BAGHDAD — Violence is increasing in Iraq, raising questions about whether the security improvements credited to the increase in U.S. troops may be short-lived.
Car bombs in Baghdad on Monday killed at least 11 people and injured a prominent leader of one of the country's most influential American-allied tribal militias.
The Ministry of Electricity announced that power to much of the nation, already anemic, is likely to lag in coming days because insurgents had blown up transmission facilities and natural gas pipelines that fuel generators.
CBS News confirmed that two of its journalists are missing in Basra, in Iraq's south.
A leading parliament member warned that budget disputes have paralyzed the legislature.
Secretary of Defense Robert Gates, finishing a two-day visit to Baghdad, said that he was likely to advocate a pause in troop withdrawals to evaluate the situation after the last of the additional troops sent here under President Bush's so-called surge strategy had left later this year.
Gates made the remark after meeting for two hours with Gen. David Petraeus, the top U.S. commander in Iraq. Petraeus already has indicated that he wants to slow troop withdrawals to consolidate the past year's security gains.
Gates previously has said that how fast troops are redeployed from Iraq will depend on conditions there. But his statement prompted criticism from Democratic lawmakers. House Speaker Nancy Pelosi, D-Calif., House Armed Services Committee Chairman Ike Skelton, D-Mo., and presidential contender Sen. Barack Obama, D-Ill., each issued statements that said delaying further withdrawals would leave the American military overstretched.
"While the administration puts our drawdown on permanent pause," Obama said, al Qaida leader Osama "bin Laden is on the loose, Afghanistan is sliding toward chaos and we're spending billions of dollars a week�in Baghdad instead of helping Americans who are struggling here at home."
Other leading presidential contenders made no comment on Gates' remarks. Republican front-runner John McCain has been a leading advocate of the surge.
After months of declining violence, February is certain to be the third straight month to see increases in the numbers of Baghdad residents killed in car bombings and suicide attacks.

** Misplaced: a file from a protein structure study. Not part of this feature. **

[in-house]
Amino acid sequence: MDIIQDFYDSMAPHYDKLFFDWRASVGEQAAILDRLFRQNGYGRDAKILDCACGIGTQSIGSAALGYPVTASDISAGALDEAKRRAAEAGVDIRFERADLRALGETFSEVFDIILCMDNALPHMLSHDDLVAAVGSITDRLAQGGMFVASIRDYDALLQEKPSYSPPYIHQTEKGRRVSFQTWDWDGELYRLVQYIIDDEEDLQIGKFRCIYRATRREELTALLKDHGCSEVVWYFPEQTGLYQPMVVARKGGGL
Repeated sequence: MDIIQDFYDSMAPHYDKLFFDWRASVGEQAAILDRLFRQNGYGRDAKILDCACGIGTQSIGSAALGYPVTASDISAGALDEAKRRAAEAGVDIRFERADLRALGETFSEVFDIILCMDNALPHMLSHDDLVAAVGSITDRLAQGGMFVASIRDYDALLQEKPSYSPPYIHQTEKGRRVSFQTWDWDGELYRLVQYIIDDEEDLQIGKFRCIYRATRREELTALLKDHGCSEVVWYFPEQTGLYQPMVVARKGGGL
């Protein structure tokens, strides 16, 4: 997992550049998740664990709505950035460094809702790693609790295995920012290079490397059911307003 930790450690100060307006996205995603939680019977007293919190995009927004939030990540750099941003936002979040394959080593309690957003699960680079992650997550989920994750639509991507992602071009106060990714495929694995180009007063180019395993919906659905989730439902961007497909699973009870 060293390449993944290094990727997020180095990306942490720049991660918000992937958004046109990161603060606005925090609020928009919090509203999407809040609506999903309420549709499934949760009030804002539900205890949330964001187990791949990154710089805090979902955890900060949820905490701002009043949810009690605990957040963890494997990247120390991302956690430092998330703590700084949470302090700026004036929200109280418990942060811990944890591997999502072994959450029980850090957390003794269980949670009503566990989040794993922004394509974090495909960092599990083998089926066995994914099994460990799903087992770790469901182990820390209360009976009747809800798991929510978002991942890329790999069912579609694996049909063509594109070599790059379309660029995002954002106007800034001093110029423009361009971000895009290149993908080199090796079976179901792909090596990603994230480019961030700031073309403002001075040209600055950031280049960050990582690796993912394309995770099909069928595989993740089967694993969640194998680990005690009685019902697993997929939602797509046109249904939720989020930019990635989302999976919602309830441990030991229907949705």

According to statistics kept by McClatchy, the low point in such killings came in November, when 76 people died. Thanks to a pair of pet market bombings that killed 99 people Feb. 1, February's tally already is 131.
Petraeus' counsel on troop withdrawals after some surge troops have departed will play a big role in determining what Gates recommends to the president, Pentagon officials said.
Monday marked the second day in a row of suicide attacks. Blasts in Salah ad Din, Anbar and Ninevah provinces killed at least 30 people Sunday.
Monday, a suicide car bomber drove his car into the Baghdad residence of a prominent leader of the Anbar Salvation Council, a U.S.-allied militia that's credited with helping to drive al Qaida in Iraq from that province. Five minutes later, another car bomb exploded at a busy intersection a short distance away.
The blasts killed at least 11 people and injured 30.
Later, Sheik Ali Hathem al Suleiman al Duleimy, who was injured in the attack, went on Iraqi TV and declared war against his enemies. He said that his militia, many of whose members are paid by the United States, no longer would allow the U.S. or Iraqi government to interfere with its work.
His comments came as similar U.S.-allied groups in nearby Diyala province continued to refuse to work with American or Iraqi government forces until the provincial police chief is removed. On Monday, hundreds protested in Diyala to demand the chief's removal.
In an e-mailed statement, the top U.S. military spokesman in Iraq, Rear Adm. Gregory Smith, acknowledged the "frustration on the part of some awakening councils," but said that most remained on the job and committed to defending their neighborhoods.
Iraqi government spokesmen declined comment or couldn't be reached.
In another sign that benefits from the surge could be waning, the Ministry of Electricity said that a car bomb at a power station near Mosul in Ninevah province and attacks on natural gas lines connected to four power stations north of Baghdad had damaged the national power network. While repairs have been started, Iraqis can expect even less electricity in coming days, the ministry said in a statement.
CBS News said little about the two missing journalists in Basra, refusing to identify them or to say what had happened.
Meanwhile, parliament Speaker Mahmoud al Mishhadani said that the legislature was paralyzed over budget disputes involving the Kurdish region and warned that other key pieces of legislation, such as an amnesty for prisoners and more power for provincial governments, could fail in the bickering.
(Lannen reports for the Lexington (Ky.) Herald-Leader. McClatchy special correspondent Laith Hammoudi contributed to this report.)